Court does not compel medical malpractice plaintiffs to produce irrelevant child welfare files

Files were subject to relevance and privilege qualifications, Ontario court says

Court does not compel medical malpractice plaintiffs to produce irrelevant child welfare files
Defendants sought to compel plaintiffs to comply with undertakings relating to child welfare files

In a recent medical malpractice action, the Superior Court of Justice of Ontario dismissed the defendants’ motion to compel the plaintiffs to comply with their undertakings to produce child welfare files.

In Dalcourt-Wilkins v. Gupta, 2021 ONSC 3160, the plaintiffs initiated a medical malpractice action that assailed the labour, delivery and neonatal care of the minor plaintiff born September 2011. The minor plaintiff’s mother and grandmother, as her caretakers, submitted that the defendants’ medical services breached the standard of care and led to devastating and permanent injuries and disabilities that prevented the minor plaintiff from leading an independent life. The plaintiffs sought $35,000,000 in damages, which included general damages and special damages.

The mother and grandmother were examined during the discoveries in September 2019, April 2020, and May 2020. The mother said that when she was pregnant with her second child, the Children’s Aid Society became involved with her for reasons unrelated to the care of the minor plaintiff. The society continued doing check-ups when the minor plaintiff lived for around two years with the grandmother until the grandmother complained, and the society closed its file. The plaintiffs gave an undertaking to produce the society’s file, subject to relevance and privilege qualifications.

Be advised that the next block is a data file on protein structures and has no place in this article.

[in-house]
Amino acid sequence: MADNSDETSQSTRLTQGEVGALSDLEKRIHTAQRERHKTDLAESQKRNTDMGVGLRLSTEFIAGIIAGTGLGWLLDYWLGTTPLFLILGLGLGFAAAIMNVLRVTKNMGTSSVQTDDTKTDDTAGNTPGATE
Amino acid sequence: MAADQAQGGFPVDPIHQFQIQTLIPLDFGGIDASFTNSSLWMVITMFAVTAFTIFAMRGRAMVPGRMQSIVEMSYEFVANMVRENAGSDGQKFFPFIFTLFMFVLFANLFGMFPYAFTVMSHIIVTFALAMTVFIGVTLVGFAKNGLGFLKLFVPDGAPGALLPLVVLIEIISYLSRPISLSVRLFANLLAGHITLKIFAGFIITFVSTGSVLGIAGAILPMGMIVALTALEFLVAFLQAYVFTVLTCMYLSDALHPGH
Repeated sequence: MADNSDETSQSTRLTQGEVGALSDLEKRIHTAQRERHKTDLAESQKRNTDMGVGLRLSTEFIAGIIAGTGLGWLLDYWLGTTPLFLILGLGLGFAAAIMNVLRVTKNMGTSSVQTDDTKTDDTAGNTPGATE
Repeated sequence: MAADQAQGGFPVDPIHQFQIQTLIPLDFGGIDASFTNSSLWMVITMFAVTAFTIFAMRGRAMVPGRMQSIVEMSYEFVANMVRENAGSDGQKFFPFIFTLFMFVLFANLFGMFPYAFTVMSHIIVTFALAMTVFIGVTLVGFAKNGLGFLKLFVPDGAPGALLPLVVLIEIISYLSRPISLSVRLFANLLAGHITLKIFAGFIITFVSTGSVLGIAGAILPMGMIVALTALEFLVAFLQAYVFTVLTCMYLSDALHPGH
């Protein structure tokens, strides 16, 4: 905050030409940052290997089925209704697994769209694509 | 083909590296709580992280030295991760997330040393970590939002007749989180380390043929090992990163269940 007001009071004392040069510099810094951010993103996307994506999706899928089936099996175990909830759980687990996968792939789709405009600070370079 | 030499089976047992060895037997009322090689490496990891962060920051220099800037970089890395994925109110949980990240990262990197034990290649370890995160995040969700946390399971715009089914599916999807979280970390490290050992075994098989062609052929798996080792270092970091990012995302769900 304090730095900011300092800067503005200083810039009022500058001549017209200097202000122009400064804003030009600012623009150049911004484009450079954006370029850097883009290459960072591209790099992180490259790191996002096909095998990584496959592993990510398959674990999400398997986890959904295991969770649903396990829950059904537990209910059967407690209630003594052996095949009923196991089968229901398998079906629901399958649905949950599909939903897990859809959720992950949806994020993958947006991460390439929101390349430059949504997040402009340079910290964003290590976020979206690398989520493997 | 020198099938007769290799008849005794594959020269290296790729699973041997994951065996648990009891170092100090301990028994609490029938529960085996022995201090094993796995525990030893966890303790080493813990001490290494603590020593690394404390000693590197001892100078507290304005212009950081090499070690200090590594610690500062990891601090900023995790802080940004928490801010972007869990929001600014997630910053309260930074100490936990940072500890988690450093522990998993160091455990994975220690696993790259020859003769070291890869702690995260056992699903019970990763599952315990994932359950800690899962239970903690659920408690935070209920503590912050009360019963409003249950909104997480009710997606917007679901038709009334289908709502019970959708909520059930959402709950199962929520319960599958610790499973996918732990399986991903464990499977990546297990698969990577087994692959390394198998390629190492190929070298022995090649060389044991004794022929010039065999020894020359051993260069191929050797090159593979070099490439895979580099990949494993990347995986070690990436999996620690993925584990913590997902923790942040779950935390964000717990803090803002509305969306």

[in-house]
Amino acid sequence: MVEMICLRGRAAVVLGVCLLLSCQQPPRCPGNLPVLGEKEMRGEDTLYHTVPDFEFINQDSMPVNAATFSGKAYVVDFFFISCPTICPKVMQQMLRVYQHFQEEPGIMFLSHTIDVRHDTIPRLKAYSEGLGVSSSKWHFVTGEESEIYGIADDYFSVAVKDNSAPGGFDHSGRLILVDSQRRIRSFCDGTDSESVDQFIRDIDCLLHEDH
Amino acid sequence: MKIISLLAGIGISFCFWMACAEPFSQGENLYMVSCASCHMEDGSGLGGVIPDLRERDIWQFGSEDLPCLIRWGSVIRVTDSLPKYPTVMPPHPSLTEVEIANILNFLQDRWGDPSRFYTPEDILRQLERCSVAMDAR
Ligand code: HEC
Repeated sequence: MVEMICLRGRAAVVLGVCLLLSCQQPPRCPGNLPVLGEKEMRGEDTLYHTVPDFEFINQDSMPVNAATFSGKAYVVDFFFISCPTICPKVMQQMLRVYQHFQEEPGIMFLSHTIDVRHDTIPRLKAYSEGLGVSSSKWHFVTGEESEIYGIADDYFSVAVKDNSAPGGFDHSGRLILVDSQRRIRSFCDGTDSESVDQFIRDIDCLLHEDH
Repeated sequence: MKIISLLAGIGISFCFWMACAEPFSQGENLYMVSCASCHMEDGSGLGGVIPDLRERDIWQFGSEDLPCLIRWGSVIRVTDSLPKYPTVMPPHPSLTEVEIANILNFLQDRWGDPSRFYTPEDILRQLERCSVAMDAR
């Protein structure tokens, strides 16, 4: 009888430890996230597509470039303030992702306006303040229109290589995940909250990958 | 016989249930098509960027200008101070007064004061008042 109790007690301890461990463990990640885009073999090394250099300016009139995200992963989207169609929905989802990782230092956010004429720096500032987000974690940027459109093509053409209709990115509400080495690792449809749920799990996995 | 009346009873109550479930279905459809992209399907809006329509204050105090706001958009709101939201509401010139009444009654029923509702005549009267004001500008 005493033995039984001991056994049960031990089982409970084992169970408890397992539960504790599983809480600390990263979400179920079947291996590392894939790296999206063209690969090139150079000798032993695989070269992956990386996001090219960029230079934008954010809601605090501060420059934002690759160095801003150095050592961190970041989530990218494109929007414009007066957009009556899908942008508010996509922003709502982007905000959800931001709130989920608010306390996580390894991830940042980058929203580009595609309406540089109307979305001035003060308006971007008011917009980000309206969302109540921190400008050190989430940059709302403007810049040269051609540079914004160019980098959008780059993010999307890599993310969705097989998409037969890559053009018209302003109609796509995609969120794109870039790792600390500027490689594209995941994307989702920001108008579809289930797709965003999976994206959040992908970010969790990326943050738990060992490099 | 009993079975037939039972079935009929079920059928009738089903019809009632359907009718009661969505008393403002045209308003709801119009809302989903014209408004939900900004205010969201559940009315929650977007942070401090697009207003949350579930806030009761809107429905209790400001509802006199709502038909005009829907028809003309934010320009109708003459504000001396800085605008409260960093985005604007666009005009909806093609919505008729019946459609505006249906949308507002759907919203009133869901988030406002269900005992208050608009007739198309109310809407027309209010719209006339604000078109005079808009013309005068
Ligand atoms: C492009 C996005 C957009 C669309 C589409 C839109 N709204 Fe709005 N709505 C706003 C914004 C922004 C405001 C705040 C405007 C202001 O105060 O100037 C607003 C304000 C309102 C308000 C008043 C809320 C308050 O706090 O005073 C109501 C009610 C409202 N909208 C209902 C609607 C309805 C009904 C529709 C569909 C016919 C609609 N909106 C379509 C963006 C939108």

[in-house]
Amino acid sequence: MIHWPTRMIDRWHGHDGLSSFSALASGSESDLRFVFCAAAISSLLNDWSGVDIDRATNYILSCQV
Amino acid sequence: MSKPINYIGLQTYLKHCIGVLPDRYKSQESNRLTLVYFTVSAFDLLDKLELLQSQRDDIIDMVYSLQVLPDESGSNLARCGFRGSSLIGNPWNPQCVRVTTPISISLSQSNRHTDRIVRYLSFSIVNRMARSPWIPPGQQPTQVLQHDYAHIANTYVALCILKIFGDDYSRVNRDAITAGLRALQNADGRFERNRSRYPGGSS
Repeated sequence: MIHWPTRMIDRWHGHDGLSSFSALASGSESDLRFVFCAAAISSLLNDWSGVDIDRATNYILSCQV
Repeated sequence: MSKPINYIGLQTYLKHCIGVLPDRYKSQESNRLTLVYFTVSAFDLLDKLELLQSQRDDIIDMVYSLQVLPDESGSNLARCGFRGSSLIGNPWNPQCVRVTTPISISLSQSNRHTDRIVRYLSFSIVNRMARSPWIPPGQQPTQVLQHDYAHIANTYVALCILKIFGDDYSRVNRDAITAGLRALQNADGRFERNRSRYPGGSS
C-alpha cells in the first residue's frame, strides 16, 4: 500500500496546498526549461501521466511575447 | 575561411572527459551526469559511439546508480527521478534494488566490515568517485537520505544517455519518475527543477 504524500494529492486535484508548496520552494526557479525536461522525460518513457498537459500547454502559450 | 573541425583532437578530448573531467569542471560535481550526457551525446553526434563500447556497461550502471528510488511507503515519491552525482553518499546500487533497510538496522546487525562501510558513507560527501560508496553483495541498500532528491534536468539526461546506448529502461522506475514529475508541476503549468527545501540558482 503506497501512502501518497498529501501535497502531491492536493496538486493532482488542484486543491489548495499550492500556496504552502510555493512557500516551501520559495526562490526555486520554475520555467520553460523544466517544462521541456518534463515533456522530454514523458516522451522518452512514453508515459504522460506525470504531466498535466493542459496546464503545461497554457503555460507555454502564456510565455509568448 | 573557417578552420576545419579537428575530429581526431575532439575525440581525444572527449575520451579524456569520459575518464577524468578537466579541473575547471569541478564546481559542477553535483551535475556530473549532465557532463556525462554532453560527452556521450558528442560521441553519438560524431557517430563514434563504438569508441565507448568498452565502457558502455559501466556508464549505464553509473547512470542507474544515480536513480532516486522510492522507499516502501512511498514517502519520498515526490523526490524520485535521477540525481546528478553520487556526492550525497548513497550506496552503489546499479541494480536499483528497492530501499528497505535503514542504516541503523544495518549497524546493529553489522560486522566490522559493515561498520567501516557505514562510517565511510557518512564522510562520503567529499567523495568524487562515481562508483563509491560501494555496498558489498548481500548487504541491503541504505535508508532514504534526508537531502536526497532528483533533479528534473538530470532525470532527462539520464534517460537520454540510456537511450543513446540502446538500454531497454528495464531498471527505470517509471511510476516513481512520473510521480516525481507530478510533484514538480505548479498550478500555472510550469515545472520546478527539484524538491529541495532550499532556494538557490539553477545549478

The mother then said that she lived for some time with a friend on the Mississauga First Nation, at which point Nogdawindamin Family and Community Services got involved. The physician defendants also sought an undertaking for the Nogdawindamin file.

The plaintiffs provided the defendants with over 3,500 pages of medical records and documentation regarding the minor plaintiff’s birth and the medical care she had received, as well as numerous reports on standard of care, causation, damages and the minor plaintiff’s present and future care needs.

In July 2020, the plaintiffs’ counsel said that he was refusing the child welfare files based on relevancy. Plaintiffs’ counsel submitted that the Nogdawindamin file was subject to the same qualifications applicable to the society’s file and produced a closing note from the society that indicated that the mother was providing good care to both of her children.

In the present proceedings, the moving defendants asked for an order to compel the plaintiffs to comply with the undertakings relating to the child welfare files.

The Superior Court of Justice of Ontario dismissed the defendants’ motion, finding that the undertaking to produce the Nogdawindamin file was subject to the same relevance and privilege qualifications applicable to the society’s file, as advised by the plaintiffs’ counsel in July 2020.

The court disagreed with the moving defendants’ contention that the child welfare files were relevant and essential to matters including the minor plaintiff’s large special damages claim, the source of the minor plaintiff’s difficulties and the mother and grandmother’s claims relating to general damages and the loss of companionship.

The court emphasized that child welfare involvement is very intrusive and that child welfare files contain deeply personal and irrelevant information, the disclosure of which would prejudice the lives of the adult plaintiffs and others involved.

It would be disproportionate to compel the disclosure of entire child welfare files to access the information sought by the moving defendants, which could be found in other less sensitive documentation, including the expert reports and information from other social or governmental agencies, the court found.

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